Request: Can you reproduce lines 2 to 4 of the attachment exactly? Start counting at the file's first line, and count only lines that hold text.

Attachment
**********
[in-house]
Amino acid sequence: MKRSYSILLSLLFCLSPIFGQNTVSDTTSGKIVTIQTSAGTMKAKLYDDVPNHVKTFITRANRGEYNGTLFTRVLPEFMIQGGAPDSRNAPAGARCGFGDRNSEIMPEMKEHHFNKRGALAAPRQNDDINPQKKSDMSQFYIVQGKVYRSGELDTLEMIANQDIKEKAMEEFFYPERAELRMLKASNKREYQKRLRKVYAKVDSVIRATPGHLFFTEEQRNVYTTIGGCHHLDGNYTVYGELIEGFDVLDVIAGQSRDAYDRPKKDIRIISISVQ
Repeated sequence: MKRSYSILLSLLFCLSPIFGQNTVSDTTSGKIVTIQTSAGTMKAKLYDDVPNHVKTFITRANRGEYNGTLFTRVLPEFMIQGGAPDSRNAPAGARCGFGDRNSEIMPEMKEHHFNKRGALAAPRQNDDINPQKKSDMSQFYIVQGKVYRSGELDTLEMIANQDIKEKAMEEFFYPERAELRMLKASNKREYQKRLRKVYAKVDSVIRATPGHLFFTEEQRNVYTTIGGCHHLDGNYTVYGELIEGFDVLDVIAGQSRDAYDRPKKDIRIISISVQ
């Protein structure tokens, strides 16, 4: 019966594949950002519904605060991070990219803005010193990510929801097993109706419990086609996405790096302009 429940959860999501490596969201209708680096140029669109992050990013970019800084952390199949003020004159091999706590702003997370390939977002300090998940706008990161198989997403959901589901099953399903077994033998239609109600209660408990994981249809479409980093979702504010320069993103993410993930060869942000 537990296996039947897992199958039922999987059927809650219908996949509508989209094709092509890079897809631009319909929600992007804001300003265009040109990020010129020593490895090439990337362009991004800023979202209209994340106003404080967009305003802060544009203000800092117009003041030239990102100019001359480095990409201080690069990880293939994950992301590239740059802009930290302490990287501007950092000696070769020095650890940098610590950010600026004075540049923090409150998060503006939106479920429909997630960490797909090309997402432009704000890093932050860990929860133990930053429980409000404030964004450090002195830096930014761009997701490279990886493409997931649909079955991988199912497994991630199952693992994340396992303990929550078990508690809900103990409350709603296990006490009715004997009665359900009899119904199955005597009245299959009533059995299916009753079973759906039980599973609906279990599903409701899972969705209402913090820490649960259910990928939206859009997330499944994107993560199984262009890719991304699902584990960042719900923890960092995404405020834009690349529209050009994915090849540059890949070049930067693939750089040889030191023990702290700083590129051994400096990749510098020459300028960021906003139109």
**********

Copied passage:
Amino acid sequence: MKRSYSILLSLLFCLSPIFGQNTVSDTTSGKIVTIQTSAGTMKAKLYDDVPNHVKTFITRANRGEYNGTLFTRVLPEFMIQGGAPDSRNAPAGARCGFGDRNSEIMPEMKEHHFNKRGALAAPRQNDDINPQKKSDMSQFYIVQGKVYRSGELDTLEMIANQDIKEKAMEEFFYPERAELRMLKASNKREYQKRLRKVYAKVDSVIRATPGHLFFTEEQRNVYTTIGGCHHLDGNYTVYGELIEGFDVLDVIAGQSRDAYDRPKKDIRIISISVQ
Repeated sequence: MKRSYSILLSLLFCLSPIFGQNTVSDTTSGKIVTIQTSAGTMKAKLYDDVPNHVKTFITRANRGEYNGTLFTRVLPEFMIQGGAPDSRNAPAGARCGFGDRNSEIMPEMKEHHFNKRGALAAPRQNDDINPQKKSDMSQFYIVQGKVYRSGELDTLEMIANQDIKEKAMEEFFYPERAELRMLKASNKREYQKRLRKVYAKVDSVIRATPGHLFFTEEQRNVYTTIGGCHHLDGNYTVYGELIEGFDVLDVIAGQSRDAYDRPKKDIRIISISVQ
């Protein structure tokens, strides 16, 4: 019966594949950002519904605060991070990219803005010193990510929801097993109706419990086609996405790096302009 429940959860999501490596969201209708680096140029669109992050990013970019800084952390199949003020004159091999706590702003997370390939977002300090998940706008990161198989997403959901589901099953399903077994033998239609109600209660408990994981249809479409980093979702504010320069993103993410993930060869942000 537990296996039947897992199958039922999987059927809650219908996949509508989209094709092509890079897809631009319909929600992007804001300003265009040109990020010129020593490895090439990337362009991004800023979202209209994340106003404080967009305003802060544009203000800092117009003041030239990102100019001359480095990409201080690069990880293939994950992301590239740059802009930290302490990287501007950092000696070769020095650890940098610590950010600026004075540049923090409150998060503006939106479920429909997630960490797909090309997402432009704000890093932050860990929860133990930053429980409000404030964004450090002195830096930014761009997701490279990886493409997931649909079955991988199912497994991630199952693992994340396992303990929550078990508690809900103990409350709603296990006490009715004997009665359900009899119904199955005597009245299959009533059995299916009753079973759906039980599973609906279990599903409701899972969705209402913090820490649960259910990928939206859009997330499944994107993560199984262009890719991304699902584990960042719900923890960092995404405020834009690349529209050009994915090849540059890949070049930067693939750089040889030191023990702290700083590129051994400096990749510098020459300028960021906003139109």